Mumbaikars’ Rains

The rain God, Varuna, must be one really moody guy. I mean, there he was, going about his job so beautifully just a couple of decades ago. Monsoons were all about dancing peacocks, getting wet and sick in the rains, hot cuppas, pakodas and spicy bhuttas. And Mumbai was as right as rain. No drowning suburbs here, no sir!
Fast forward to the present day. After a slightly prolonged slumber, our dear deity, on whose kindness the entire machinery of our economy runs (yes, we’re still a predominantly agricultural society and yes we are still dependent on the rains), decided to wake up. And in his hurry to get on par with his schedule (after all, he is also the god of the sky, law and the underworld!) he became a little too liberal with his generosity. As a result, Mumbai drowned. Again, I am going to submit this as the official excuse for the Mumbai’s civic administrations’ failure to save the city. It is a refreshing change from the usual excuses that they dole out. A dash of ingenuity from our God-fearing guardians of a hygienic way of life.

The BMC’s consistent failure to do all that is required to equip India’s industrial heart to face the monsoons is leading to huge losses in terms of human lives. It is worsening the already deadly effect of all the diseases that the monsoon brings with it. Apart from human loss, the flooding of large parts of the low lying areas of the city also cripples its lifeline – the local train services. This, along with the flooding itself, spells out losses for all industries in Mumbai to the tune of crores of rupees. However, all this is a logical conclusion of a city that is failing to cope up with rising water levels. What really should be noted by the reader is that all of the above ailments that grip Mumbai during the monsoons are completely avoidable. As our brethren in the BMC would loathe to admit, their lax attitude in attaining deadlines of clearing/cleaning storm water drains and the sewerage lines is largely responsible for this calamity.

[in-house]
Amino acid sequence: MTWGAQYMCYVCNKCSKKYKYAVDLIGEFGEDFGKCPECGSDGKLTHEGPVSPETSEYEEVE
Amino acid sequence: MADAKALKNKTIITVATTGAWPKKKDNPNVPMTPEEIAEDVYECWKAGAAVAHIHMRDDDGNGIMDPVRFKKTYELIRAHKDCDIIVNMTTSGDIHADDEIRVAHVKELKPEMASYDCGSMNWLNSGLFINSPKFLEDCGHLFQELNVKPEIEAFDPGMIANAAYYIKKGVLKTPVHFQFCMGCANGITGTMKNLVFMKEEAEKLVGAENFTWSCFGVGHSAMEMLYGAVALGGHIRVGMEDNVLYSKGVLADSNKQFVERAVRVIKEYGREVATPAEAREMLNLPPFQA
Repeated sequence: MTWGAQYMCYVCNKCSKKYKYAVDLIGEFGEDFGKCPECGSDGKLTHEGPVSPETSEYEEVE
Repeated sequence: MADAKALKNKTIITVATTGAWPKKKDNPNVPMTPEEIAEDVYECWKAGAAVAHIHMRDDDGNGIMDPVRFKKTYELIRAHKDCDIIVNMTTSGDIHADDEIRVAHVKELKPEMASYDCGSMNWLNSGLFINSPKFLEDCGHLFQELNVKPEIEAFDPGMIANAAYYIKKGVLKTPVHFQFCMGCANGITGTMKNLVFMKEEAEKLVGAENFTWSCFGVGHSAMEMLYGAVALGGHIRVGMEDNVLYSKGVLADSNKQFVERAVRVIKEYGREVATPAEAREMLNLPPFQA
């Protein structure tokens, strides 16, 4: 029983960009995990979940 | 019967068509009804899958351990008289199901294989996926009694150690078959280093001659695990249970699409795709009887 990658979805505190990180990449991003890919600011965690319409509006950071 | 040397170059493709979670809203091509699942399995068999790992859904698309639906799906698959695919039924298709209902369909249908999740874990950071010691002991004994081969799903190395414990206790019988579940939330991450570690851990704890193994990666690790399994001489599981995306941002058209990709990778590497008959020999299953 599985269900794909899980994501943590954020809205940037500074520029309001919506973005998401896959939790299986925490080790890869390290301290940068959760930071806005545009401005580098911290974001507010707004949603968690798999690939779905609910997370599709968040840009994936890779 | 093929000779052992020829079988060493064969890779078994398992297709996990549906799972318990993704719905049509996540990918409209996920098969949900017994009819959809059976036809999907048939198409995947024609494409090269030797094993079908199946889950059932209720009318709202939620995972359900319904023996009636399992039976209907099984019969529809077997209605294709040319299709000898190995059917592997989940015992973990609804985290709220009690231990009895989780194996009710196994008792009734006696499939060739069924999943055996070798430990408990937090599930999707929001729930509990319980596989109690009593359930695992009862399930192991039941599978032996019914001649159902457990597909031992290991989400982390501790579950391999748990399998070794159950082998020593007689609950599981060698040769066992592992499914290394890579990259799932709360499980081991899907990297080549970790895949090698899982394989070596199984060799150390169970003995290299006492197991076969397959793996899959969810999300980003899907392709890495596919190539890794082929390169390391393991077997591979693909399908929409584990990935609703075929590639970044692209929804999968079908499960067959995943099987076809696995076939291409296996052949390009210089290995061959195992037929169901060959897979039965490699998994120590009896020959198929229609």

Mumbai is a city formed by connecting five islands and the connecting tracts of recovered land are low lying. Any degree of severe rainfall causes them to flood. Therefore, our much loved civic officials in the BMC are expected to be prepared with drills to drain out water from such areas, as the storm water drains alone cannot take the entire load. And they cannot, by any means, take refuge under the excuse of being caught unawares because Mumbai witnessed a similar, albeit more terrible, scenario two years ago on July 26 when incessant rains caused unprecedented flooding. Their lethargy continues to baffle us.

The blocked water that keeps accumulating has some very deadly effects too. Sources report that nearly three dozen people have succumbed to diseases including leptospirosis, gastro-enteritis, malaria and cholera,since the onset of monsoon. And such conditions are not hard to find in Mumbai nowadays. As Mumbai is transforming into a gigantic disease-vulnerable pond, it does force one to ponder over the magnitude of losses that may, perhaps, spur the officials into acting in time and saving lives.

The flooding also cripples rail and road services alike and has the potential to bring all forms of commercial activities to a screeching halt. The rain God’s “prasad”, duly corrupted by our civic guardians leads to frequent traffic snarls, accidents and perhaps rising road rage. Worse, it also floods the rail lines causing huge delays and sometimes even cancellations. Think of it in terms of hours being lost and subsequent losses in businesses. Offices are allowing employees to operate from their residences. They are encouraged to do, if permitted by the rains, during office hours only if they are caught in jammed roads. The corporate world, truly, is trying its best to keep their functioning intact.

And yet again, it is the Mumbaikars themselves who have come to their own rescue. Despite having to face innumerable calamities, natural and otherwise, this city just does not understand the meaning of giving up. However, it is my fervent prayer that the BMC does its bit to keep them less troubled. It would be a sad sight to see their resilience break down. After all, this country has its own share of troubles and sorrows, and every bit to heal it is like a drop in the ocean- meaningless on its own but a force to reckon with when seen in its entirety.

Rishabh Agnihotri

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